Keep Their Life Normal

We’ve talked before about how children born into privilege or power or a well-known family can easily become spoiled. Marcus Aurelius was an exception to this rule… but sadly, his own son, Commodus was not. But that all feels very distant. 

What about someone like Jimmy Kimmel, who for many, many years toiled away at the lower runs of show business before finally launching into the stratosphere later in his career? His interesting trajectory and family provide an interesting experiment in how to raise good kids. He raised two kids in his 20s before he had much money and now has two kids—a 3-year-old son and 5-year-old daughter—who will grow up with a lot of money. 

He was recently asked how to keep them normal and unspoiled:

Raising kids with money is a tricky thing. You don’t want to just hand them everything. I don’t know the best way to go about it. I’ve concluded that pretending you don’t have money is not the best way, because kids aren’t stupid. I can’t say what my parents said, which is “We can’t afford the $60 to send you on a band trip.” That won’t fly. The most money I ever made when my first two kids were little was $75,000 or something. I try to discuss this with people who have kids that are a little bit older than mine, and it’s always the small advice that’s the best advice: Make sure they do chores and get a reasonable allowance. You know, there’s that urban legend about the kids who have a private jet and the first time they fly commercial they ask their father, “Why are all these people on our plane?” I don’t ever want anything like that to happen.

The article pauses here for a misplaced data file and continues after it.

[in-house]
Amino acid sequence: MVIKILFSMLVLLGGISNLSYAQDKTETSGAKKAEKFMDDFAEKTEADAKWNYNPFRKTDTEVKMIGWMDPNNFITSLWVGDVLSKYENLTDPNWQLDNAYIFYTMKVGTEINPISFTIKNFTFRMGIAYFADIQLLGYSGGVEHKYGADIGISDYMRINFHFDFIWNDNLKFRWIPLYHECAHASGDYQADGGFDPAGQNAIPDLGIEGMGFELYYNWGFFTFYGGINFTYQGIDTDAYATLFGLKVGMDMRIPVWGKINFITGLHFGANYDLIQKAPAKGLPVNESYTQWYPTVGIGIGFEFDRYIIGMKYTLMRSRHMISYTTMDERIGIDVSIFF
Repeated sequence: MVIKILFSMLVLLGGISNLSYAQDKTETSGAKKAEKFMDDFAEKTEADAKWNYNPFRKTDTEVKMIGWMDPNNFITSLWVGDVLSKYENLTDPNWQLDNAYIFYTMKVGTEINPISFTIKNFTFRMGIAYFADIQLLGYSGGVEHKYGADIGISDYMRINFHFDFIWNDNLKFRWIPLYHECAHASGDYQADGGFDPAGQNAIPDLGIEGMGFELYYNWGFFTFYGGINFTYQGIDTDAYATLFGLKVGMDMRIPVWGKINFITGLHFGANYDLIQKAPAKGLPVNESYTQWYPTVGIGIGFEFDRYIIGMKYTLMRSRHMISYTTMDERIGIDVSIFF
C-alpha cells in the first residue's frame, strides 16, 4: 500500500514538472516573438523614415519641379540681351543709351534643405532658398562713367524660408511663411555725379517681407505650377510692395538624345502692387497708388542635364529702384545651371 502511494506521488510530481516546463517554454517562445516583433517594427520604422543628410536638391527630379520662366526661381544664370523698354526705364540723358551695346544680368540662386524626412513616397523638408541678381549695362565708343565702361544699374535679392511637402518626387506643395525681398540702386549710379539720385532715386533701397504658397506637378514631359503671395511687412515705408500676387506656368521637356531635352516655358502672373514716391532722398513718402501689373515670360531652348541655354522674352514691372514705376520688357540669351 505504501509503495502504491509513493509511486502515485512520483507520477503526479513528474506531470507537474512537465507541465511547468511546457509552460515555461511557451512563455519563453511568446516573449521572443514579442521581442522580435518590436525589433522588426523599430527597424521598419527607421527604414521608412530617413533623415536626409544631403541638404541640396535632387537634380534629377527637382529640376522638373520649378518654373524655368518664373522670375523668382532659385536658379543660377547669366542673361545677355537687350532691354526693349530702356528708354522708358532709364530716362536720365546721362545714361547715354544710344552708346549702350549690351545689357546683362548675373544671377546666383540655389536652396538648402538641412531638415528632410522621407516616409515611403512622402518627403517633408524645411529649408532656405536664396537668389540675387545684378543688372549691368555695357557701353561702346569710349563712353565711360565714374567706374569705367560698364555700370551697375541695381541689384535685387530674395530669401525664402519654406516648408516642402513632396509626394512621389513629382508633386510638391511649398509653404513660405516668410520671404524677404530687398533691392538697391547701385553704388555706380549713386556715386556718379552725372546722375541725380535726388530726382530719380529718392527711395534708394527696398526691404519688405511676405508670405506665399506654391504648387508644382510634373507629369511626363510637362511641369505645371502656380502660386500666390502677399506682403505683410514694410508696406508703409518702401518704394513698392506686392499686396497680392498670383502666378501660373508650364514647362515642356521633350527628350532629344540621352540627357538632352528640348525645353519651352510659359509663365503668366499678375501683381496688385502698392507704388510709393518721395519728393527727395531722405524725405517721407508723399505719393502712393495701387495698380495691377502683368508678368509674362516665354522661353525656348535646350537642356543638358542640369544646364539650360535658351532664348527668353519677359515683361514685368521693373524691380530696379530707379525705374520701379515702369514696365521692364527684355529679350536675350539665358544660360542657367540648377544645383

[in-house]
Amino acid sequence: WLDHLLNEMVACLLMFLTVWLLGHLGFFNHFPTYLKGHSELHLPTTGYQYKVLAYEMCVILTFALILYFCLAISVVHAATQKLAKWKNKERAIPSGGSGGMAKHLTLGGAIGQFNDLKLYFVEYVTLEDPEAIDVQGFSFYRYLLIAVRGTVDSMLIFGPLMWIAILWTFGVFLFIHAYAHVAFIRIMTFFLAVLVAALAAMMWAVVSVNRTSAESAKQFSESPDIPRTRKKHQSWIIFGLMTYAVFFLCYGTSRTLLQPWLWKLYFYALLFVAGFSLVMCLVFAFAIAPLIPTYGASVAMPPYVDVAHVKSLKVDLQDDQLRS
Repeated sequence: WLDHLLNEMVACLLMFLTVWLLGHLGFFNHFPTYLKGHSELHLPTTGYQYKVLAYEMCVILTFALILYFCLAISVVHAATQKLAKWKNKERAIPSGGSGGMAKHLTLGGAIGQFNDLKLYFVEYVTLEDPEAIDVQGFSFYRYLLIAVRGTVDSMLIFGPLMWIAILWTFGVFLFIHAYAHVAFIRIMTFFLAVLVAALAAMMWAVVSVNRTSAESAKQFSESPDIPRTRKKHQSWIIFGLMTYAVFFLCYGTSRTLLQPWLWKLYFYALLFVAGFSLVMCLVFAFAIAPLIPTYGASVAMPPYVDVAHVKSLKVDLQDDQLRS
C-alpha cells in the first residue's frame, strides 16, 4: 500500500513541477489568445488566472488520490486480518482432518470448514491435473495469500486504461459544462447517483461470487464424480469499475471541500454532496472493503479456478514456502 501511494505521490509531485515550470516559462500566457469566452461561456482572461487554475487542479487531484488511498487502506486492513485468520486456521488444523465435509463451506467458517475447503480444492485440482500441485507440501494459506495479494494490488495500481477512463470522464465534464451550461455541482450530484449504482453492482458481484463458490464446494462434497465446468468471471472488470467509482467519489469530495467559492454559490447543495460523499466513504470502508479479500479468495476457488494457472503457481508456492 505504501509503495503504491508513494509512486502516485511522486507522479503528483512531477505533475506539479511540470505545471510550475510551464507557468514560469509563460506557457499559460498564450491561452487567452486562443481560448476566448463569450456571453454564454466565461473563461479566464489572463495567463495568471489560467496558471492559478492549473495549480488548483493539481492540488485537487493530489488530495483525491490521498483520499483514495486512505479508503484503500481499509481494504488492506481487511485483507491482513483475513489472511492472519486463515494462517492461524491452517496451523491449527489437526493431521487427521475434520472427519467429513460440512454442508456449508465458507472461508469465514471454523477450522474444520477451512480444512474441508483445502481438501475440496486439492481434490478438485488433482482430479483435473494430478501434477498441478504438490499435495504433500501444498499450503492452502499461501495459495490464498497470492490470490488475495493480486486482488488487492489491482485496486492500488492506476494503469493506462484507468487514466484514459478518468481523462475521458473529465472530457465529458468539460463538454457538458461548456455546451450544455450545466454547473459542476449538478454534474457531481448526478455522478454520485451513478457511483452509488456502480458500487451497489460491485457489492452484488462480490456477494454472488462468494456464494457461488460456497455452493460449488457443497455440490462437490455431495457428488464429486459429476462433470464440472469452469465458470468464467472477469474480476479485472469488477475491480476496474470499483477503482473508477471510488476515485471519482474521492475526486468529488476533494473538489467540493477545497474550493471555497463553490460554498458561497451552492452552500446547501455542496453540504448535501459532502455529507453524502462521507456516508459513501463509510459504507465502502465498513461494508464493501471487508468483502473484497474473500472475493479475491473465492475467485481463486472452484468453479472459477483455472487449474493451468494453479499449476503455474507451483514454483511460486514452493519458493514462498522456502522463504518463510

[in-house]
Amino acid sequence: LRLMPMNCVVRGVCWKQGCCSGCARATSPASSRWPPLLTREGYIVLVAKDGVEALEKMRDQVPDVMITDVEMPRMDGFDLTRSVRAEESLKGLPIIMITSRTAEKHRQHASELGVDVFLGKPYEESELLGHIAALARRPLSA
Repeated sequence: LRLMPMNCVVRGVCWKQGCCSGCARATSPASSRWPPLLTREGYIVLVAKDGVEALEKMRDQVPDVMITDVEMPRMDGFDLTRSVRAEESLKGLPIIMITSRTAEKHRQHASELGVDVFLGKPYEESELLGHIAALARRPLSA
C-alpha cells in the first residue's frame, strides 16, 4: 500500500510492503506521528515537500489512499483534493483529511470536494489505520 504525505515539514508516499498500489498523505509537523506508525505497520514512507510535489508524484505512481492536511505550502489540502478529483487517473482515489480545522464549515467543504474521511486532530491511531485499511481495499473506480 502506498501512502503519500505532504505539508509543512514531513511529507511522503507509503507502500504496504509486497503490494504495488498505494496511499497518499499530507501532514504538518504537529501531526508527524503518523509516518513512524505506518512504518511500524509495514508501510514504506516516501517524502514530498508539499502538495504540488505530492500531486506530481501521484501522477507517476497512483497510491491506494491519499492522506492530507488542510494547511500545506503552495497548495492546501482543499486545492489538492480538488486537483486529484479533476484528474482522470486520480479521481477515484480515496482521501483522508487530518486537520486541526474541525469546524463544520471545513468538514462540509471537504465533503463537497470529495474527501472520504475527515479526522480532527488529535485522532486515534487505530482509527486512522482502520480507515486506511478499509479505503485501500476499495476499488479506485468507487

It really doesn’t matter whether you make $75,000 or $7,500,000. Your job is to raise good kids, kids with perspective, gratitude, and a healthy attitude towards money. We have to keep a Spartan attitude towards money, as Antoninus Pius did. But we also have to be reasonable and honest. We should be teaching them about working hard, about being persistent and self-reliant, about earning their keep, not being handed it

If we can do that, thirty years from now, when they make a fortune of their own, they’ll know how to handle it.

P.S. This was originally sent on July 3, 2020. Sign up today for the Daily Dad’s email and get our popular 11 page eBook, “20 Things Great Dads Do Everyday.”

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